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Discovering Christmas Folklore and Traditions – Margaret Baker
“The Church realized that it could never suppress immemorial pagan customs…even after two thousand years seams in the patchwork still show.”
Wonderfully illustrated with 19th Century woodcuts and 20th Century photographs, and divided into chapters with names like “The Christmas Feast,” and “Games and Amusements,” Baker’s tiny volume is a perfect starter for anyone wanting to bring a touch of history to their celebration.
Unlike most Shire titles, Discovering Christmas has a more international, or at least European, flavor, rather than strictly British. But since many British and US holiday customs come from the continent – particularly Germany during the Victorian period – this is not so surprising.
As with so many parts of Victorian life, Christmas could be as morbid as it was splendid.
One 19th Century British custom (based on Christmas’s connection to the solstice, and the Irish custom of burning candles in every window to light the Holy Family’s way) was for grocers to give their customers a red and a blue candle at the holiday. They could only be lit by the head of the household, and once placed on a table, could not be moved or put out, as to do so would invite death.
Perhaps the most famous English custom of the day for many was the Christmas Eve ghost story. Primarily remembered in the US as one of the inspirations behind Dicken’s A Christmas Carol, and the countless filmed and staged versions of it, a yearly ghost story by the fire was a key part of the Victorian celebration. As novelist Jerome K. Jerome noted in 1891, this may have been due to ‘close, muggy atmosphere of Christmas that draws up ghosts, like the dampness that brings out frogs and snails.’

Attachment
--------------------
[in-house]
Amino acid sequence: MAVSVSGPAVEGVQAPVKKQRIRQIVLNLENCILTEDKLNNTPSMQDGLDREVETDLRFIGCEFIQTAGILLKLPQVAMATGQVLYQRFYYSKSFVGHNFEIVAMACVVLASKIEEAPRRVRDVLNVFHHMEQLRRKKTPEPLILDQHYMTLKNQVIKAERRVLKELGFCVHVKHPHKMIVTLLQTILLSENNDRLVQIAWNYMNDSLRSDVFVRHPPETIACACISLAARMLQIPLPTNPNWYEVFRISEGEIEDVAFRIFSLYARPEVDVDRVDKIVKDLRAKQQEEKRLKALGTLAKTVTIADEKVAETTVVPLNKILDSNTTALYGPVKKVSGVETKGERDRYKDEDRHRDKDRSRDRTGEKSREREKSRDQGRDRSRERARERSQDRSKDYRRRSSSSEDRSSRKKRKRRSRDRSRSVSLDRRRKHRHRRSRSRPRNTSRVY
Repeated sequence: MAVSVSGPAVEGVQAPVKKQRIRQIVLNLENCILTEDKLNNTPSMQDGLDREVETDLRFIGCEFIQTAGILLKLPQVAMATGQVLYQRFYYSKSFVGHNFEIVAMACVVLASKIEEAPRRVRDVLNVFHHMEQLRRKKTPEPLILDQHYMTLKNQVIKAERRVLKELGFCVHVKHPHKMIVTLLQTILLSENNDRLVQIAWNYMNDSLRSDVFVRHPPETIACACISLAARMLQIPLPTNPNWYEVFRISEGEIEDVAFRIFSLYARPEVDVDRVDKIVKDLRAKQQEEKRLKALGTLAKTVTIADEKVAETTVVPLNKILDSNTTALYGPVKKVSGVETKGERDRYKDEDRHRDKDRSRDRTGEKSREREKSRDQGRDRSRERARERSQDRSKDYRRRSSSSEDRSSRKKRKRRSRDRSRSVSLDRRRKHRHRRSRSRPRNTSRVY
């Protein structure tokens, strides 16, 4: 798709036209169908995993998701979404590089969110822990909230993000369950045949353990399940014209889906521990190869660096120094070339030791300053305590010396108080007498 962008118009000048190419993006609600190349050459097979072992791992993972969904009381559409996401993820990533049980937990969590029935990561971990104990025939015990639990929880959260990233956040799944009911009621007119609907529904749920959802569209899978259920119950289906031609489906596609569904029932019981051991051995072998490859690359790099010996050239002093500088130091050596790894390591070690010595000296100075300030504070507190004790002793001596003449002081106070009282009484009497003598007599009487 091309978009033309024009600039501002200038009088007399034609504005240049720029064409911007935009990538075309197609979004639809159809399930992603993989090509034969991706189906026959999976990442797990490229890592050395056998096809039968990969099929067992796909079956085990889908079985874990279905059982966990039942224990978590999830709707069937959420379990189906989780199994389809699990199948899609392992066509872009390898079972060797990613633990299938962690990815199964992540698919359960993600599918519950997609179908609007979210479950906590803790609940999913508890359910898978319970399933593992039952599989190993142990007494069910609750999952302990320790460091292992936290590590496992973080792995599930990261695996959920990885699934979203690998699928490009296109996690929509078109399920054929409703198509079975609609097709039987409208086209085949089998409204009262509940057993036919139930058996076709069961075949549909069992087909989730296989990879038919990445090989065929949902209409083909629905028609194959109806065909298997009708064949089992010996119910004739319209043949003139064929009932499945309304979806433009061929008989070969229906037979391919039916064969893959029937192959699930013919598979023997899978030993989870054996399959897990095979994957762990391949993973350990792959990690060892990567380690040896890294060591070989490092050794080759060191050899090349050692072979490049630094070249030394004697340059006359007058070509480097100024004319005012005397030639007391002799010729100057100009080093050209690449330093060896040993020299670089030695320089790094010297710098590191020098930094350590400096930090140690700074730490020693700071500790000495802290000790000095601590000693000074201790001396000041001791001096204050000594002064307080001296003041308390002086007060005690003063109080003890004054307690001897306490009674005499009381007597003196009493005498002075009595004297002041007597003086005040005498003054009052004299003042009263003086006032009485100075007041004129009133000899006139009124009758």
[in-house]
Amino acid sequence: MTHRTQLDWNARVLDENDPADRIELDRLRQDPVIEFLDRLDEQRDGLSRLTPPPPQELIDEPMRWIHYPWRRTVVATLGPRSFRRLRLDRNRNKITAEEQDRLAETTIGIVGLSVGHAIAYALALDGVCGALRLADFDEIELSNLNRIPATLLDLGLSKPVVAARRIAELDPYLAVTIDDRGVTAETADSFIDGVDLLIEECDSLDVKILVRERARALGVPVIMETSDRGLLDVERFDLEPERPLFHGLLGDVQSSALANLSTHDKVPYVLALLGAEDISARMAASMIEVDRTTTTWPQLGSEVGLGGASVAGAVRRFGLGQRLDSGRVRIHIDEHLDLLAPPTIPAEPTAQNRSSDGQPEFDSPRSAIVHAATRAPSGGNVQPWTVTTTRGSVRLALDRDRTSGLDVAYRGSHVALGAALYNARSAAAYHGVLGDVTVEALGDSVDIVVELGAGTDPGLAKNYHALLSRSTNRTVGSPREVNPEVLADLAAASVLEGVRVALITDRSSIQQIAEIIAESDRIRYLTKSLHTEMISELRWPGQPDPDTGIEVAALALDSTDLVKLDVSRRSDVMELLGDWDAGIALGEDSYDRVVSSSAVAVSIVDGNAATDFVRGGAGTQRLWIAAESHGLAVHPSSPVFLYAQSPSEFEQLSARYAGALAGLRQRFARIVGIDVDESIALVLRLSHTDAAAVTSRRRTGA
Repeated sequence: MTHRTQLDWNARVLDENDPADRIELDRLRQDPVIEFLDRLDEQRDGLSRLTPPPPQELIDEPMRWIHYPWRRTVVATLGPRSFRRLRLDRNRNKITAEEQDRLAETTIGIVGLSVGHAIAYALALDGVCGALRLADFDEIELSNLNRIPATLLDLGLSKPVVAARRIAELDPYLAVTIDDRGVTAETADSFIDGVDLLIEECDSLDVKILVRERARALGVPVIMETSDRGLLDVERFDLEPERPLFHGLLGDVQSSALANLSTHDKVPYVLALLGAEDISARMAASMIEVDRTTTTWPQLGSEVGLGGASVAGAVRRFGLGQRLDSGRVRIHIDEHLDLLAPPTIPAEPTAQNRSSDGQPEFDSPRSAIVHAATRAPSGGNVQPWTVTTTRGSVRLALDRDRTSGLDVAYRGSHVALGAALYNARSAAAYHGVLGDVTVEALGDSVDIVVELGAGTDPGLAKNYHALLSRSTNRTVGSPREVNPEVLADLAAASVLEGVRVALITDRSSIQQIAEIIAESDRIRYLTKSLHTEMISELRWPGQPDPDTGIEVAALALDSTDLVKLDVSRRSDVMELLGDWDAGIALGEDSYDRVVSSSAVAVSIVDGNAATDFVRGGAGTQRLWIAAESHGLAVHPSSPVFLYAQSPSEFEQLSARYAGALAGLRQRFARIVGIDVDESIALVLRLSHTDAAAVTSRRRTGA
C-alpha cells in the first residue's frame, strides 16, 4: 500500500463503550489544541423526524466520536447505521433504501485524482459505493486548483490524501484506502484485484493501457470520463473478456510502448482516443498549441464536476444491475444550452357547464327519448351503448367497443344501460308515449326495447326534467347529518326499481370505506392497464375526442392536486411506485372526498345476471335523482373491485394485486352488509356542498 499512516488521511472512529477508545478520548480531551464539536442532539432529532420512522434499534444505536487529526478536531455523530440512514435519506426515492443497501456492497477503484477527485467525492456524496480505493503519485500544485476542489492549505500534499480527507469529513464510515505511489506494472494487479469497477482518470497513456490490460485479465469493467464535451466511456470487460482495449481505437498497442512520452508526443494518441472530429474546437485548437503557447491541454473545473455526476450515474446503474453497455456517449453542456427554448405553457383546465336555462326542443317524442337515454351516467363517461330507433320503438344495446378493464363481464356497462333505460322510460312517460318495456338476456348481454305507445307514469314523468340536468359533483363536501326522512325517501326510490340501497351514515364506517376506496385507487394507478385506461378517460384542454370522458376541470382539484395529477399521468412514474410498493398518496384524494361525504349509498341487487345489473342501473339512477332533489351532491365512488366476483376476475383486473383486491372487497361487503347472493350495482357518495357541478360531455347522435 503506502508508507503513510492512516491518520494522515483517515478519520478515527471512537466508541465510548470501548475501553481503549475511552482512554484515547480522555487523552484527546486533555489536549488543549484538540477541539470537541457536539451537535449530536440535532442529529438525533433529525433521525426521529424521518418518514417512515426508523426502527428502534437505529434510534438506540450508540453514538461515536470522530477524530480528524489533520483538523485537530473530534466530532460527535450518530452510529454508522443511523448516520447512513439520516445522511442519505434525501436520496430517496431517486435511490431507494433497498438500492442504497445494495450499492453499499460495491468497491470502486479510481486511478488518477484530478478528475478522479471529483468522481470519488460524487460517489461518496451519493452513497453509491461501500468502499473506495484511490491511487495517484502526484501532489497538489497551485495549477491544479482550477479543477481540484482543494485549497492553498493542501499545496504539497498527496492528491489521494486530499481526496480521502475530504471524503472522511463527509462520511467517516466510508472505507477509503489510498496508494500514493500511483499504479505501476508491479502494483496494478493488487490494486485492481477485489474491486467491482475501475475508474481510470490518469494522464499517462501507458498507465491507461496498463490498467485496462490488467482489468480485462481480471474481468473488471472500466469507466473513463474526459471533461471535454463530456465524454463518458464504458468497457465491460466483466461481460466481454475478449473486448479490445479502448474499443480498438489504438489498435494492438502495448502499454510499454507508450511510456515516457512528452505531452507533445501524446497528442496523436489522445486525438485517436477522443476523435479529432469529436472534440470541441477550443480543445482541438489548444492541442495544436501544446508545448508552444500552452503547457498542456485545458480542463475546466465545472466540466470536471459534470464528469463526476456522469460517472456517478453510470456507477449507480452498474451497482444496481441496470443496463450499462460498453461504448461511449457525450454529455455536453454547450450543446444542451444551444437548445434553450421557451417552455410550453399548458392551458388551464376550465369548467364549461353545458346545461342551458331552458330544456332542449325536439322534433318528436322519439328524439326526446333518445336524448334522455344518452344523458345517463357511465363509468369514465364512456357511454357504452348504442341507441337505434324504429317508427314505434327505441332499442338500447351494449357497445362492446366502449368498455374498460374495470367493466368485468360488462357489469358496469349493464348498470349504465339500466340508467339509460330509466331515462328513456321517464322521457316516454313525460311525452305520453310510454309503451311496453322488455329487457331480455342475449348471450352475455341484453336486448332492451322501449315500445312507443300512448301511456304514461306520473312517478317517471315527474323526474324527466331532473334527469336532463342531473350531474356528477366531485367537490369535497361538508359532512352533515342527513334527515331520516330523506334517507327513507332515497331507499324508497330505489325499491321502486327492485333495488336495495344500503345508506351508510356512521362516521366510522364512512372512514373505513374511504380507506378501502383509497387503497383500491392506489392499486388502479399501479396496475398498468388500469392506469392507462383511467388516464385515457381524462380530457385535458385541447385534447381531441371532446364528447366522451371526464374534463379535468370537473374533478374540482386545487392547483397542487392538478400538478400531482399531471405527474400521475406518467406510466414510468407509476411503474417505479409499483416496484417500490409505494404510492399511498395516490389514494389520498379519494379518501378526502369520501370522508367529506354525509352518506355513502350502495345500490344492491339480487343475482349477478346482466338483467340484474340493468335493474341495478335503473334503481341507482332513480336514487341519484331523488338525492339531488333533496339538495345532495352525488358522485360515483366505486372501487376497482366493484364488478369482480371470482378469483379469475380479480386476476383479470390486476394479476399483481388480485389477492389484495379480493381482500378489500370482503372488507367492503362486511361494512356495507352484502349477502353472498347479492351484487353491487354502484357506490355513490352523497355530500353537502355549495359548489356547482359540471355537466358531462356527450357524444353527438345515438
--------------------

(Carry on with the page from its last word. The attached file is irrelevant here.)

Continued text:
Apparently has long been believed that the dead pay closer attention to the living on Christmas Eve. Swedish families cleaned out their parlors, and brought out food and ale for visiting trolls, it being considered bad luck to even say the word dead on that night.
Another mystical belief, and fun game, was that surrounding the ‘dumb cake.’ Girls would a bake the cake in silence, marking her initials on the surface. It was believed that if she left the cake on the hearthstone, and left a door unlocked, her husband to be would enter the house at midnight.
(I wonder how many 19th Century girls married rather surprised thieves.)
Games have long been associated with Christmas celebrations. Victorian’s played a game called ‘snapdragon.’ It involved setting light to raisins floating in brandy, and trying to snatch them out without getting burned. A regional variation called ‘flapdragon’ involved lighting a candle in a jar, surrounding it with cider, and the player trying to drink the jar dry with out burning his side-whiskers. The still beloved Christmas cracker also dates from this era.
One of the most charming stories in the book is of one of the first recorded Christmas dinners in New Zealand, in 1865. Lady Barker, a pioneer sheep rancher, rolled up her own sleeves, in spite of having never cooked before, and prepared a huge, traditional meal for her shepherds and shearers. In spite of the difficulty obtaining certain ingredients and the summer weather, carols were sung and toasts were made to the day.
The holiday season, which once encompassed most of December and the first part of January, has been dramatically shortened in the modern era. Even if the stores start decorating before Halloween, and interrupt the United State’s enjoyment of Thanksgiving, with false jolly, the period for most really only lasts from Christmas Eve through New Year’s Day, if they are lucky.
Victorian author Leigh Hunt speaks of what we have lost:
“Christmas Day is the morning of the season; New Year’s Day the middle of it, or noon; Twelfth Night is the night brilliant with innumerable planets of Twelfth Night cakes.”